Please note that we have stopped the regular imports of Gene Expression Omnibus (GEO) data into ArrayExpress. This may not be the latest version of this experiment.
E-GEOD-64765 - Selective Loss of RB in Resistant EGFR Mutant Lung Adenocarcinomas that Transform to SCLC [CGH]
Released on 30 January 2015, last updated on 8 February 2015
The study was designed to identify the molecular changes that occur in EGFR mutant NSCLCs that become resistant to TKI by transforming to SCLC. Tyrosine kinase inhibitors (TKIs) are effective treatments for non-small cell lung cancers (NSCLCs) with epidermal growth factor receptor (EGFR) mutations. However, they do not lead to cures, and, on average, relapse occurs after one year of continuous treatment. In a subset of patients, a fundamental histological transformation from NSCLC to small cell lung cancer (SCLC) is observed in the resistant cancers, but the molecular changes associated with this transformation remain unknown. Analysis of a cohort of tumor samples and cell lines derived from resistant EGFR mutant patients with SCLC transformation revealed that RB is lost in 100% of these cases, but rarely in those that remain NSCLC. Global changes in gene expression, including increased neuroendocrine marker expression and absence of EGFR expression, are observed in cancers that transformed to SCLC. Consistent with their genetic and epigenetic similarities to classical SCLC, cell lines derived from resistant EGFR mutant SCLC biopsies are substantially more sensitive to ABT-263 treatment compared to those derived from resistant EGFR mutant NSCLCs. Together, these findings suggest that despite developing initially as EGFR mutant adenocarcinomas, this subset of resistant cancers ultimately take on many of the molecular and phenotypic characteristics of classical SCLC. Overall, we completed array CGH analysis on 4 tumor specimens from EGFR mutant, TKI-resistant patients. Three of these samples had transformed to SCLC and one remained NSCLC.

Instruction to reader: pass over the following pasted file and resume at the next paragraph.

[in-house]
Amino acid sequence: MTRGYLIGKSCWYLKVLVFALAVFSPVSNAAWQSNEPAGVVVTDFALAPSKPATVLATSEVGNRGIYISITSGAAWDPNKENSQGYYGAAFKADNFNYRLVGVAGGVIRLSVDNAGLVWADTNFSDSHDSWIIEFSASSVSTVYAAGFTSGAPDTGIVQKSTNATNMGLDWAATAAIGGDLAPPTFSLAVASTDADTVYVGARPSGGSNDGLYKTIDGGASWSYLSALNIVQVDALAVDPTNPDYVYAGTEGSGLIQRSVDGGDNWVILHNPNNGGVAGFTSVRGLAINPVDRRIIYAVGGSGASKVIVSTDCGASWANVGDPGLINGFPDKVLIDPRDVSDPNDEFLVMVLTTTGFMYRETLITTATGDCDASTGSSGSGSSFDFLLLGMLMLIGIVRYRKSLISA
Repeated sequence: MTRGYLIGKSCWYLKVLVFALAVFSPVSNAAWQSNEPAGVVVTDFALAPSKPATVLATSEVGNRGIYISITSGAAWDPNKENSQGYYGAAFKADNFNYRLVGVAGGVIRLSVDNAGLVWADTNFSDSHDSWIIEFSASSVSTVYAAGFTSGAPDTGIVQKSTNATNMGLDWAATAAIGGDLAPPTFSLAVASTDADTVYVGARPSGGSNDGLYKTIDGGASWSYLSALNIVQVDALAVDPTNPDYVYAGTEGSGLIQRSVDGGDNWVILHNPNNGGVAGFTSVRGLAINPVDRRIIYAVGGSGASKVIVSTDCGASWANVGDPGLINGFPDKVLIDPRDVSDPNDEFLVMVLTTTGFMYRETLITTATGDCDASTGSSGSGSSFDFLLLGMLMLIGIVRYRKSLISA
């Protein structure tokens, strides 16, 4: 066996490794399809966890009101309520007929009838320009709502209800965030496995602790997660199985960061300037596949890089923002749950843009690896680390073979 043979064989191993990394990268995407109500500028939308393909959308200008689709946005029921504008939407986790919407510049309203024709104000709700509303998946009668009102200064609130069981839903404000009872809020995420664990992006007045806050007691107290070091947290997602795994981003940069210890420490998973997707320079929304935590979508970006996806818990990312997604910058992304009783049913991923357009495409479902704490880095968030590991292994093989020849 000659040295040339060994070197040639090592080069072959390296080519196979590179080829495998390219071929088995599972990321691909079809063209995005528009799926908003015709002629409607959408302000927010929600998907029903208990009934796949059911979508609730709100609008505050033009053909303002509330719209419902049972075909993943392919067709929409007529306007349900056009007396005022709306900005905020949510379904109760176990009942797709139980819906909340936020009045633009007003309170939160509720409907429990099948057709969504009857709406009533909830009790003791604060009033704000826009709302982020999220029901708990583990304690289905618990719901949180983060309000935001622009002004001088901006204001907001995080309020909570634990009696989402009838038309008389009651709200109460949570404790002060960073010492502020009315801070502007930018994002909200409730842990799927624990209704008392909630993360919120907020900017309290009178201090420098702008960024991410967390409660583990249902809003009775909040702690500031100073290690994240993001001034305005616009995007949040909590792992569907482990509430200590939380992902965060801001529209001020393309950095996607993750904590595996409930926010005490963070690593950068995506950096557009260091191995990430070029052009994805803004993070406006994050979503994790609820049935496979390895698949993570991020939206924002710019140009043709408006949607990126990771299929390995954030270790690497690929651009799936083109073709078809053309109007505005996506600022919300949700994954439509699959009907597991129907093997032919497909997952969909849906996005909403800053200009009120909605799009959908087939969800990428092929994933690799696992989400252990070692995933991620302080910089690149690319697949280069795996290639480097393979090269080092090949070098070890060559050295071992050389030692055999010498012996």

comparative genomic hybridization by array
Kenneth N Ross <Ross.Kenneth@mgh.harvard.edu>, Anthony J Iafrate, Jeffrey A Engelman, Matthew J Niederst